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Thursday, July 23, 2009

Blame is way overrated

As soon as a mistake is made, what do many of us do? We rush to lay blame at the feet of the offender.

What does that do for us? It makes us feel better because there's no heat on us so that must elevate our position.

What does that do for the organization? It certainly DOES NOT move the organization forward.

In fact, the ART of Blame (and some of us do excel at that art) is, unless you're using it to help you get rid of an employee, just a waste of time...time that you're not using to fix problems and move the team or organization forward.

Peter Senge, in his book, "The Fifth Discipline", talks about how blame is so common and that we all look for opportunities to assign it. Then it's not our's someone else's. Check out this link reviewing " The Fifth Discipline" (it's hands-down the best learning book I've ever read).

Anyway, when something goes wrong or someone makes a mistake, we need to step back and think before pointing fingers. If we look at our world from a systematic approach and how we fit into our team or organization or world, rather than place blame, we need to look at how we could have positively affected the outcome. Just like we like to figure out our part in an event when it goes well, we need to ask ourselves what part we had to play or what part we could have played in an event that went way wrong. This way we're not making someone the problem; instead we're part of the solution.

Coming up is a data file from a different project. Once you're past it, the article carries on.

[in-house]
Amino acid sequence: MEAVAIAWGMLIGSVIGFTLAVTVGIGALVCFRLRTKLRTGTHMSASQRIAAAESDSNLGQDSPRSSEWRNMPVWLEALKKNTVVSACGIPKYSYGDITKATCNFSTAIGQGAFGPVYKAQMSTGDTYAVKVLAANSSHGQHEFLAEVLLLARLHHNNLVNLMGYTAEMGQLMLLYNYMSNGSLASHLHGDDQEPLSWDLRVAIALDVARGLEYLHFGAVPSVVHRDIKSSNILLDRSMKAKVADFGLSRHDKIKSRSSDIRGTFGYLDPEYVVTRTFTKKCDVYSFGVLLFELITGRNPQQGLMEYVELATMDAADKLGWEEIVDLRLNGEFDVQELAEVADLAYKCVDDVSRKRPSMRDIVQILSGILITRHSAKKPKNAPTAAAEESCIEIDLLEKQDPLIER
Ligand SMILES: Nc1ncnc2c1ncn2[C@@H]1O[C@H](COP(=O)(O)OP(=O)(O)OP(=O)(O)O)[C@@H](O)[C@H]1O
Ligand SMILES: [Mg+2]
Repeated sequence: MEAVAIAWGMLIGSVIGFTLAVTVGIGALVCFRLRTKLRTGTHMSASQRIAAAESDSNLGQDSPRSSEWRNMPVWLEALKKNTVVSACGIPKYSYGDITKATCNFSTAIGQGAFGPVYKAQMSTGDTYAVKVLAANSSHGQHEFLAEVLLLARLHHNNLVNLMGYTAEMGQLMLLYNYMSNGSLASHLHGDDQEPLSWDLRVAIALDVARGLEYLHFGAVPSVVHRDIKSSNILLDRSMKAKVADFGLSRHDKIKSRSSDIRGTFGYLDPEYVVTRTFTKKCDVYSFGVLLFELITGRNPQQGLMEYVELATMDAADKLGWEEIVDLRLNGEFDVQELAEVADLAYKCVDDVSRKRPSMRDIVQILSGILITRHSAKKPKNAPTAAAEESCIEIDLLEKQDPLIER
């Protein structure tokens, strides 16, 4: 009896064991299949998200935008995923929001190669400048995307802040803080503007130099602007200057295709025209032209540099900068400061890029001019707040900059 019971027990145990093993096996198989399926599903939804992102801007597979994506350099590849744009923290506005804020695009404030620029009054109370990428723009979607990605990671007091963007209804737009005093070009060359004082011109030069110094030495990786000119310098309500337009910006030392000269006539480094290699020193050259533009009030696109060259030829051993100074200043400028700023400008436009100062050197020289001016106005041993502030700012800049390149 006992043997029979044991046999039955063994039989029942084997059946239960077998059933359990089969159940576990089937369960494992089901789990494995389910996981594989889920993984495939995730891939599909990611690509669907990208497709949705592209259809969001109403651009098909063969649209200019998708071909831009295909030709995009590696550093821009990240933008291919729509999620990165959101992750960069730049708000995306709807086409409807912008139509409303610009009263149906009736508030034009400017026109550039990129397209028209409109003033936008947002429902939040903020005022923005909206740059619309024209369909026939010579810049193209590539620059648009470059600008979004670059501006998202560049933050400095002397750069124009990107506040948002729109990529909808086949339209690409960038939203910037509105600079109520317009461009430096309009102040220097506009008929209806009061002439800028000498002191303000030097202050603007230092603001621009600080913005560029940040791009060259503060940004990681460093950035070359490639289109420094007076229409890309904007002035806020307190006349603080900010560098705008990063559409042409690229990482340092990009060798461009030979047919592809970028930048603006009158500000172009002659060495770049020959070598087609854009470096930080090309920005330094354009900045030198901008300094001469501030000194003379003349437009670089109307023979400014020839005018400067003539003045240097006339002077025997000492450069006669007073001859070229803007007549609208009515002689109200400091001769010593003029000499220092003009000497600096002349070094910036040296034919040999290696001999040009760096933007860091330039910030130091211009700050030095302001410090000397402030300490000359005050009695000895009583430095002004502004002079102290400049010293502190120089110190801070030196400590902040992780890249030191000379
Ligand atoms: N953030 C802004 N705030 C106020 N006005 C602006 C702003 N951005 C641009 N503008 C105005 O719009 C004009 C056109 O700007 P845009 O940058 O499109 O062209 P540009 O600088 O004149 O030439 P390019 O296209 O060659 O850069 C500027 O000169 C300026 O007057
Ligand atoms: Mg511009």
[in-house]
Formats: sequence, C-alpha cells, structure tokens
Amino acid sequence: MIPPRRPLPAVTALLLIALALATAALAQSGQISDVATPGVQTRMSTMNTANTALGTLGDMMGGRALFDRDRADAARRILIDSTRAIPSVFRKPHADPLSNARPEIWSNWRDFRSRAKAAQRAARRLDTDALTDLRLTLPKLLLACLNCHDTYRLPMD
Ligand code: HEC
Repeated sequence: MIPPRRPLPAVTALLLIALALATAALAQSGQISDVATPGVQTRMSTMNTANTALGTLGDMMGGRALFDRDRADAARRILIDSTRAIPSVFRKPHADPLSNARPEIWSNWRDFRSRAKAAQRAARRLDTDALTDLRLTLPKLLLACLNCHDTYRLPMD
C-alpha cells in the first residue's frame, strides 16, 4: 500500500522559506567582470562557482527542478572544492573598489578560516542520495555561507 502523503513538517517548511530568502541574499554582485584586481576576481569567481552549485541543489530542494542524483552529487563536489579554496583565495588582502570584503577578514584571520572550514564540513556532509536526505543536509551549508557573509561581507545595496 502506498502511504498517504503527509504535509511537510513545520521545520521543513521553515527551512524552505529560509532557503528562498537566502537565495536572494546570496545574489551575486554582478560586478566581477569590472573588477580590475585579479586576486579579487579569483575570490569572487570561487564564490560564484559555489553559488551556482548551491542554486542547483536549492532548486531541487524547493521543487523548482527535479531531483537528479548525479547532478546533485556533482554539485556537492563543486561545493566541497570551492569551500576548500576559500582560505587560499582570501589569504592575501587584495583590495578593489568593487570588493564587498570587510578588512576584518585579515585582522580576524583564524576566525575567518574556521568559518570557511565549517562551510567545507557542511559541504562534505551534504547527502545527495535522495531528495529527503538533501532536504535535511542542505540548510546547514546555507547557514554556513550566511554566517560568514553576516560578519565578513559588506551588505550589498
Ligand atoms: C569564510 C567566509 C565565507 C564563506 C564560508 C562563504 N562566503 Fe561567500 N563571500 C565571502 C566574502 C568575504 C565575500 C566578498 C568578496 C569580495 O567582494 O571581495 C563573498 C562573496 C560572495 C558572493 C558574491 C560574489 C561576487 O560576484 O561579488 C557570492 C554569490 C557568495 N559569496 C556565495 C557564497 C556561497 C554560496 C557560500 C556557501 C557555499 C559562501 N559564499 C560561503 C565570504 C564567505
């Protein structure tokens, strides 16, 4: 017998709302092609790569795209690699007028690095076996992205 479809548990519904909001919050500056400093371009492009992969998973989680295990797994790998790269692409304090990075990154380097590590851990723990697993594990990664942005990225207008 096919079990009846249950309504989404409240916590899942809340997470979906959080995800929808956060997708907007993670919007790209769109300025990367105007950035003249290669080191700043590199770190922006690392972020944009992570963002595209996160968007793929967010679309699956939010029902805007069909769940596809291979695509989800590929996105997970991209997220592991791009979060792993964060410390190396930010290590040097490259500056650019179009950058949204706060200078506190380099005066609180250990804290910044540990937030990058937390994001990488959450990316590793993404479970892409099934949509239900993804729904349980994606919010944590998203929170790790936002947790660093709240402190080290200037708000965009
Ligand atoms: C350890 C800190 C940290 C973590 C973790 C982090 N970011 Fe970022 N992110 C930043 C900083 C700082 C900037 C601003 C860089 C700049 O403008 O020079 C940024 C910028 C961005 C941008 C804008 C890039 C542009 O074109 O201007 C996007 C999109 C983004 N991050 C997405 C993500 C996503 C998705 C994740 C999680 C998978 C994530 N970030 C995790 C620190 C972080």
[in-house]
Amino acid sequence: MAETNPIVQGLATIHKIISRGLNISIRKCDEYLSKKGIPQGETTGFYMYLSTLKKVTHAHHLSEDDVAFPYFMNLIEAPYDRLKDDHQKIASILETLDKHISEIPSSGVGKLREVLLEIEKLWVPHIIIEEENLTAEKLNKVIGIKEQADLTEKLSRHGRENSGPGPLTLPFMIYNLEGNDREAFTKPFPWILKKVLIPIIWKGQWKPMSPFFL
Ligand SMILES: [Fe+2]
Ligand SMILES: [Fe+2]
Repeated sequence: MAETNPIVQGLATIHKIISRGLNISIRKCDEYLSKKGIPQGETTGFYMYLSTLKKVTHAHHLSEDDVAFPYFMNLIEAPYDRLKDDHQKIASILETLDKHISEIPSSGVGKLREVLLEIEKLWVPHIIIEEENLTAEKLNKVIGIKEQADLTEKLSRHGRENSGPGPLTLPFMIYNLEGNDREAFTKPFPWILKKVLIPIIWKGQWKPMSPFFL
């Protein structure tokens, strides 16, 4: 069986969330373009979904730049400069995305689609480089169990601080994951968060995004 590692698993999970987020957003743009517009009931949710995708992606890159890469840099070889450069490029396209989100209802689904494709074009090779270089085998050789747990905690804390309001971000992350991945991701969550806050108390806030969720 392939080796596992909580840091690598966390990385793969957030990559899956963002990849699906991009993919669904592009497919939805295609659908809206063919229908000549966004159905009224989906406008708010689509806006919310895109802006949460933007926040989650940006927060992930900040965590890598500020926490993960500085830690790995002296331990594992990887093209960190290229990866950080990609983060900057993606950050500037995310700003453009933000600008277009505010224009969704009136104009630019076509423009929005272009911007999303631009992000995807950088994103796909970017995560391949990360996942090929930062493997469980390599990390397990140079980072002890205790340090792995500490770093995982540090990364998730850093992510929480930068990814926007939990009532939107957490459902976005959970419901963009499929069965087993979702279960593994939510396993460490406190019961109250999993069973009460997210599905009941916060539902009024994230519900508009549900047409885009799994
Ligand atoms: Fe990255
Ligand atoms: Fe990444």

Would we all like to be part of the solution where everyone is successful? Isn't that a much better way to work and live than trying to build ourselves up by tearing someone else down?

So let me ask you, does your organzation or team excel at placing blame? Do you ask yourself what you could have done to help another succeed instead of jumping on the "blame bandwagon"? How can organizations move past blame and move ahead toward shared success?


  1. Not placing blame, looking at one's role in the success or failure of a project is certainly ideal and very rational. However, do we usually act rationally, even after thinking through an action? Many people need to be able to figure out where to place the blame so they can make sense of the failure. Some automatically blame themselves ("I must have done something wrong") while others automatically place the blame on people the don't like anyway ("Charles must have had something to do with this").

  2. I agree. Not placing blame is a rational approach, not an emotional one. It reflects maturity to which we should all strive.


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